Extract goes down smoothly, but there's not much there. Mike Judge's third live-action movie is a much more modest affair than the biting satire of the brilliant Office Space (rating: 88) or the uneven Idiocracy (rating: 78). It isn't quite clear who he's satirizing here, if anybody, which makes this muddled film much less consistently funny than the past two. But the cast is brilliant, and the movie is appealing. It's just not particularly memorable.
Jason Bateman plays a man who owns a factory that makes artificial extract flavoring. He's miserable because his wife (Kristen Wiig) is uninterested in sex. He's trying to sell the factory, but an accident injures one of the workers, leading to a possible lawsuit -- which brings a gold-digging grifter played by Mila Kunis to town. Bateman decides to hire a gigolo to have an affair with his wife so that he can pursue Kunis with a clear conscience. Nothing works out quite as he thought, but it all works out for the best.
The cast is by far the best part of the movie. Kunis is decent, but her character is more of a deus ex machina than a human being. Bateman does a good job providing a center, but there often aren't enough jokes around him for his straight man to be cast into much relief. Kristen Wiig is magnificent as his wife, and really ought to be a movie star -- beautiful, hilarious, and incredibly gifted, she's one of the great comediennes of her generation. Ben Affleck is similarly great as Bateman's one friend, a bartender who convinces him to take drugs and hatch the crazy gigolo scheme. Dustin Milligan provides most of the movie's biggest laughs as Brad, the dim-witted gigolo. Gene Simmons -- yes, from KISS -- has a lot of fun playing an ambulence chaser.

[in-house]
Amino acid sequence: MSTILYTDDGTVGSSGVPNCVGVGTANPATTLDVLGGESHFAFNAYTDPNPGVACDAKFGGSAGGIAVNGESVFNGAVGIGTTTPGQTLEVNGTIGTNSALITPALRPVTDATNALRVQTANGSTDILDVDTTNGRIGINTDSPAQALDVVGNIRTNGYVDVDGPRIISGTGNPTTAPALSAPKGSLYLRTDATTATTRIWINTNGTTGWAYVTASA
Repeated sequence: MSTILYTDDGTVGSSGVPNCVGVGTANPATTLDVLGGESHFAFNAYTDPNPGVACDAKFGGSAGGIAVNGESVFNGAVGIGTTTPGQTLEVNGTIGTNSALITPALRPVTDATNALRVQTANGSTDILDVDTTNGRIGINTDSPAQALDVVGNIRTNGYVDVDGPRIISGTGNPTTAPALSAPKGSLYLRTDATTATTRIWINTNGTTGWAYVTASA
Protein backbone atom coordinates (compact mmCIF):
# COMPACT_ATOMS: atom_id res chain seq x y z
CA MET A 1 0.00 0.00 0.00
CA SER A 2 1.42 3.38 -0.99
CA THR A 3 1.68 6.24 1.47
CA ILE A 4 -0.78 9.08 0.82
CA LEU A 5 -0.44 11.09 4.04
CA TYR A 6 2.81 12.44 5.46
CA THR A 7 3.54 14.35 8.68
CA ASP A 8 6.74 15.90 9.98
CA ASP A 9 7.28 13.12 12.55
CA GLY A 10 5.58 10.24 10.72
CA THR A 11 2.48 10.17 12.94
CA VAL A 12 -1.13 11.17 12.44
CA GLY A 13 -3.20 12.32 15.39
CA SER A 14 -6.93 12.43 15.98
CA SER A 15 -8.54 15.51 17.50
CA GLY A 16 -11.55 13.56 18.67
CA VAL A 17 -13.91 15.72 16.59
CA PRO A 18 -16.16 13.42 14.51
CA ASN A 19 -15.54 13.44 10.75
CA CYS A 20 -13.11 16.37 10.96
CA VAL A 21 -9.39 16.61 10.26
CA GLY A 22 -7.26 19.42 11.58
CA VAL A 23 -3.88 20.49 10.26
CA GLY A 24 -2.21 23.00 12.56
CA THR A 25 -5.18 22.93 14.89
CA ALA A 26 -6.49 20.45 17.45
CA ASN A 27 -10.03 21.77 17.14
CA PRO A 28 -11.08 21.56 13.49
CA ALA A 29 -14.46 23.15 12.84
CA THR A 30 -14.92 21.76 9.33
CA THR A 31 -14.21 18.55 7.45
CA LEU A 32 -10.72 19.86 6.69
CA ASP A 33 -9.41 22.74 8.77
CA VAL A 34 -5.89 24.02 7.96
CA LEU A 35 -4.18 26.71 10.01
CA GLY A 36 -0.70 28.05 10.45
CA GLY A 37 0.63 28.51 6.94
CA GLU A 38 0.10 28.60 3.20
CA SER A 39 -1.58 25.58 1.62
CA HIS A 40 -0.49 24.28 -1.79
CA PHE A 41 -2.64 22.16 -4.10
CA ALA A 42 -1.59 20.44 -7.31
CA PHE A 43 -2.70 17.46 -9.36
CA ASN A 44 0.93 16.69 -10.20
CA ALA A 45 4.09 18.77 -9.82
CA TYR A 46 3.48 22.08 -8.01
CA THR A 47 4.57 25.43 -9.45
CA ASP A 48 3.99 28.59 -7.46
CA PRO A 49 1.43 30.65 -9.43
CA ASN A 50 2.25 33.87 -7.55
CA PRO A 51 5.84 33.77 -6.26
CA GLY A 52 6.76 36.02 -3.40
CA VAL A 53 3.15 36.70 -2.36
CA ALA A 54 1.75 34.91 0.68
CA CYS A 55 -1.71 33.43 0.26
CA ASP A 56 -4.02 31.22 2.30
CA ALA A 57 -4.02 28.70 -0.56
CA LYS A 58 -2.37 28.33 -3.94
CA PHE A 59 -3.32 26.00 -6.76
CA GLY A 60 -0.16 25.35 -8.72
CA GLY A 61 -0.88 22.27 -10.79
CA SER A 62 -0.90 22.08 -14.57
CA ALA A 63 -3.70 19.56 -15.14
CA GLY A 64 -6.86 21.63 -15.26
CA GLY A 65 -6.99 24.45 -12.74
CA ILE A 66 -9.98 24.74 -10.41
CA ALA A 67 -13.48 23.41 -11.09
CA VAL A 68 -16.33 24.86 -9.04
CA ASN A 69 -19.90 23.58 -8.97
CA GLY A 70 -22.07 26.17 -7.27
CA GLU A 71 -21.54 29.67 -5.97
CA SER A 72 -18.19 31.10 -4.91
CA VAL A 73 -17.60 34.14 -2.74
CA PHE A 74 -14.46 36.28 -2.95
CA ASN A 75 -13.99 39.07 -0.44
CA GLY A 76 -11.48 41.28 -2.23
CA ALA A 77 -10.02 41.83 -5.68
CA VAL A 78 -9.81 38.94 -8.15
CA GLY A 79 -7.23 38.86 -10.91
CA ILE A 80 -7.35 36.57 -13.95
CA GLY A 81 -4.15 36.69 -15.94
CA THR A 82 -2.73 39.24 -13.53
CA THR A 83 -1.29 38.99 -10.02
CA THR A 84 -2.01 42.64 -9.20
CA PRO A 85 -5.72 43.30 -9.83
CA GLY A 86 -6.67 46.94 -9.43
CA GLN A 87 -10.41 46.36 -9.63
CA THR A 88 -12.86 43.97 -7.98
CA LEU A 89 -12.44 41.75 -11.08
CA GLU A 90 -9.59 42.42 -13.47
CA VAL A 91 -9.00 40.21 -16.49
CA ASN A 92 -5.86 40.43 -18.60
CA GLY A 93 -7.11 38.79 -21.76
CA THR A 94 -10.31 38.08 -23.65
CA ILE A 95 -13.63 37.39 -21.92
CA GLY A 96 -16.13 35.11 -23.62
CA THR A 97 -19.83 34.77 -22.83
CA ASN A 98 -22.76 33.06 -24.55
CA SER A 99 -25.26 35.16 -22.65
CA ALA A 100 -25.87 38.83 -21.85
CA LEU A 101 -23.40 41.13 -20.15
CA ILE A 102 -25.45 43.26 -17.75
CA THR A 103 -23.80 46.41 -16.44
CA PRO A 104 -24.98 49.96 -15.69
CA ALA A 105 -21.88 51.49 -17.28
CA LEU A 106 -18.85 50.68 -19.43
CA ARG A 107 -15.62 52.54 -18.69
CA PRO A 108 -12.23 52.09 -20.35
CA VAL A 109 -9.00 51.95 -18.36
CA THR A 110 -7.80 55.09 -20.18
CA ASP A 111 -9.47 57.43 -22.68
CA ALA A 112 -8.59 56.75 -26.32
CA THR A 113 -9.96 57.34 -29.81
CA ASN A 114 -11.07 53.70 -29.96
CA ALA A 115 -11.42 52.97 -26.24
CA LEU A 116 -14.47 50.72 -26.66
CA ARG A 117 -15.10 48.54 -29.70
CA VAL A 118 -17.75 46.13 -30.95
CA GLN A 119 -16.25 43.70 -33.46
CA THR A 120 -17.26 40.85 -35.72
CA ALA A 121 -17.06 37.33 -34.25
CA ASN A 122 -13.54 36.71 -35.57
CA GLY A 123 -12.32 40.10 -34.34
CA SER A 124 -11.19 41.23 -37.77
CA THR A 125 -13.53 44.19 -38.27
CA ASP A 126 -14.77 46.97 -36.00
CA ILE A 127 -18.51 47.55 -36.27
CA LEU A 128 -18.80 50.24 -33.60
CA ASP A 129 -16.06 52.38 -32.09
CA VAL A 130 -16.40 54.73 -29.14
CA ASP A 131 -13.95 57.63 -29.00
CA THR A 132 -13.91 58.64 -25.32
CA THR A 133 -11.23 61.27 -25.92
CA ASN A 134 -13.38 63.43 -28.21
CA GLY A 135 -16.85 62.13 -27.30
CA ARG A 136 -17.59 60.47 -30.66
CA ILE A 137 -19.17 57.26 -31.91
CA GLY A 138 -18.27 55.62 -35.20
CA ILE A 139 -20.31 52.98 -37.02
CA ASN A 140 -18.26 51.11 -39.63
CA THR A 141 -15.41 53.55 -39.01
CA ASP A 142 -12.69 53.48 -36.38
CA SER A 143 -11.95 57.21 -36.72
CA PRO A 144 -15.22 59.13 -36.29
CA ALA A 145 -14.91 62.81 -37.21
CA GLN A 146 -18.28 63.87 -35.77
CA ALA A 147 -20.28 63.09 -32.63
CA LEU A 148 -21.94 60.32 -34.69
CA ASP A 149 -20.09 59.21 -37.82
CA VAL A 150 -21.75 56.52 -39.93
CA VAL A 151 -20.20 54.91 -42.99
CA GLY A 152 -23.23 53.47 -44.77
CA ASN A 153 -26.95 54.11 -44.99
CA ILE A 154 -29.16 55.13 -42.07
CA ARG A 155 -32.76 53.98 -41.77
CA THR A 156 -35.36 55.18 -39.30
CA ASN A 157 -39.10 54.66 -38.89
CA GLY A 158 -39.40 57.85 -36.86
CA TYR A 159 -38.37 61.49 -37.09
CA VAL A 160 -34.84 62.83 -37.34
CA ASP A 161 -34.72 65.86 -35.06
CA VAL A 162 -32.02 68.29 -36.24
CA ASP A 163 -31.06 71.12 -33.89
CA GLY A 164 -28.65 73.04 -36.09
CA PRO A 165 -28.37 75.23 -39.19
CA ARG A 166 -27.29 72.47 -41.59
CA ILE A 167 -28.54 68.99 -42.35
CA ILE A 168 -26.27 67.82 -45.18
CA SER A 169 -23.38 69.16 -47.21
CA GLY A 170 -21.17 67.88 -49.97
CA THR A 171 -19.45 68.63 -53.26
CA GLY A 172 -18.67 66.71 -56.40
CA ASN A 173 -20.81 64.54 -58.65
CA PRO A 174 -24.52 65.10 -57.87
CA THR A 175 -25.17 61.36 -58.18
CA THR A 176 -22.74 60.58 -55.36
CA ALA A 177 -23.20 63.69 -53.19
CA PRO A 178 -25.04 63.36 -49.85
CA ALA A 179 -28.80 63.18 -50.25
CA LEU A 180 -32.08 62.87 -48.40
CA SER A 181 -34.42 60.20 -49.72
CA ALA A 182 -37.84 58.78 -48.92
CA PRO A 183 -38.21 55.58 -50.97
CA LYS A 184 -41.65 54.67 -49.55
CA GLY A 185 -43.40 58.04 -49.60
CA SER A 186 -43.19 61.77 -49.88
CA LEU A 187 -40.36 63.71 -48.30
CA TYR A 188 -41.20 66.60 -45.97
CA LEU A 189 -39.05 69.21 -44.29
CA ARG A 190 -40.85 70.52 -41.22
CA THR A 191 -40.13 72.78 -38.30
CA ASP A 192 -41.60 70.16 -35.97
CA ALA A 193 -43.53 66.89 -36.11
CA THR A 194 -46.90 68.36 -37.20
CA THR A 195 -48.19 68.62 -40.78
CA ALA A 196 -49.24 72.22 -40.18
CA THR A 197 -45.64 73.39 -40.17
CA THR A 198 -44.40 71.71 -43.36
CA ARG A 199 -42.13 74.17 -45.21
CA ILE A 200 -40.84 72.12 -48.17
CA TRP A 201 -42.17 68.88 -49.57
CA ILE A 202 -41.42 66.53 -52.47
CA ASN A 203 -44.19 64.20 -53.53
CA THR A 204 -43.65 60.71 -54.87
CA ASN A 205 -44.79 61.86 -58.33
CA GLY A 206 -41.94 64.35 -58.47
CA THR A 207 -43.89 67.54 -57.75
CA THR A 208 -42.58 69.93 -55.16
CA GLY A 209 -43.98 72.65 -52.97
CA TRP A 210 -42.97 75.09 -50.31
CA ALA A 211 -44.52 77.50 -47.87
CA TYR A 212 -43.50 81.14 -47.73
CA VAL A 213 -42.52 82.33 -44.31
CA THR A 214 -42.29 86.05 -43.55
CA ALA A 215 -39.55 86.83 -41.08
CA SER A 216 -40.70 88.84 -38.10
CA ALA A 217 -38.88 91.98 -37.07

I don't want to say that Judge has reached the diminishing-returns portion of his career, just a decade after Office Space. More likely, his attention is just split in too many directions -- with "King of the Hill" and the poorly-reviewed "The Goode Family" on the air, it's hard to expect him to have much more in the way of jokes. And because each of his three movies has flopped horribly in theaters, it's hard for him to get many chances to make a film. It's a shame -- he clearly has a talent for filmmaking, but he's pigeonholed into TV animation at this point. However, it also looks like he's running out of good ideas, after nearly two decades of fame removed from the crappy jobs that helped inspire his best work. He's never yet made a bad movie, but the way he's going, he's liable to start.
Crossposted on Remingstonstein.